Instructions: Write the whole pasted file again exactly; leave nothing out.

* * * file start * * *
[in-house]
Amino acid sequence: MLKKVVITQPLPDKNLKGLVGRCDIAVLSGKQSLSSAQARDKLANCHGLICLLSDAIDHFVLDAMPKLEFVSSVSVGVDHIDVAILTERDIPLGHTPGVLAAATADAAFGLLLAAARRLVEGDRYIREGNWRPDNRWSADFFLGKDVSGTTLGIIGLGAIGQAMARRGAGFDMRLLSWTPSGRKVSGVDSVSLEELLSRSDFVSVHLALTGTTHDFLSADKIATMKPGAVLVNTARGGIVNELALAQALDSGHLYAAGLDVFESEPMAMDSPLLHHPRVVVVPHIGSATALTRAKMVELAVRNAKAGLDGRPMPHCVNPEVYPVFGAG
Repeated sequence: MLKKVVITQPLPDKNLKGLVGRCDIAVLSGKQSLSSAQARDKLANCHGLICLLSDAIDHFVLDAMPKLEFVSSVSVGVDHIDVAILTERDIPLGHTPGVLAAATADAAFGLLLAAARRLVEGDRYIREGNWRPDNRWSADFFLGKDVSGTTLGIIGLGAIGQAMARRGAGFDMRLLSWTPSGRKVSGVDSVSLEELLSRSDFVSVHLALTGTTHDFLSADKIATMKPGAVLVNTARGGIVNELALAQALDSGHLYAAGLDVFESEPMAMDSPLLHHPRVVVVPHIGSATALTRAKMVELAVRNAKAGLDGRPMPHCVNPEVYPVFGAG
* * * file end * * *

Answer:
[in-house]
Amino acid sequence: MLKKVVITQPLPDKNLKGLVGRCDIAVLSGKQSLSSAQARDKLANCHGLICLLSDAIDHFVLDAMPKLEFVSSVSVGVDHIDVAILTERDIPLGHTPGVLAAATADAAFGLLLAAARRLVEGDRYIREGNWRPDNRWSADFFLGKDVSGTTLGIIGLGAIGQAMARRGAGFDMRLLSWTPSGRKVSGVDSVSLEELLSRSDFVSVHLALTGTTHDFLSADKIATMKPGAVLVNTARGGIVNELALAQALDSGHLYAAGLDVFESEPMAMDSPLLHHPRVVVVPHIGSATALTRAKMVELAVRNAKAGLDGRPMPHCVNPEVYPVFGAG
Repeated sequence: MLKKVVITQPLPDKNLKGLVGRCDIAVLSGKQSLSSAQARDKLANCHGLICLLSDAIDHFVLDAMPKLEFVSSVSVGVDHIDVAILTERDIPLGHTPGVLAAATADAAFGLLLAAARRLVEGDRYIREGNWRPDNRWSADFFLGKDVSGTTLGIIGLGAIGQAMARRGAGFDMRLLSWTPSGRKVSGVDSVSLEELLSRSDFVSVHLALTGTTHDFLSADKIATMKPGAVLVNTARGGIVNELALAQALDSGHLYAAGLDVFESEPMAMDSPLLHHPRVVVVPHIGSATALTRAKMVELAVRNAKAGLDGRPMPHCVNPEVYPVFGAG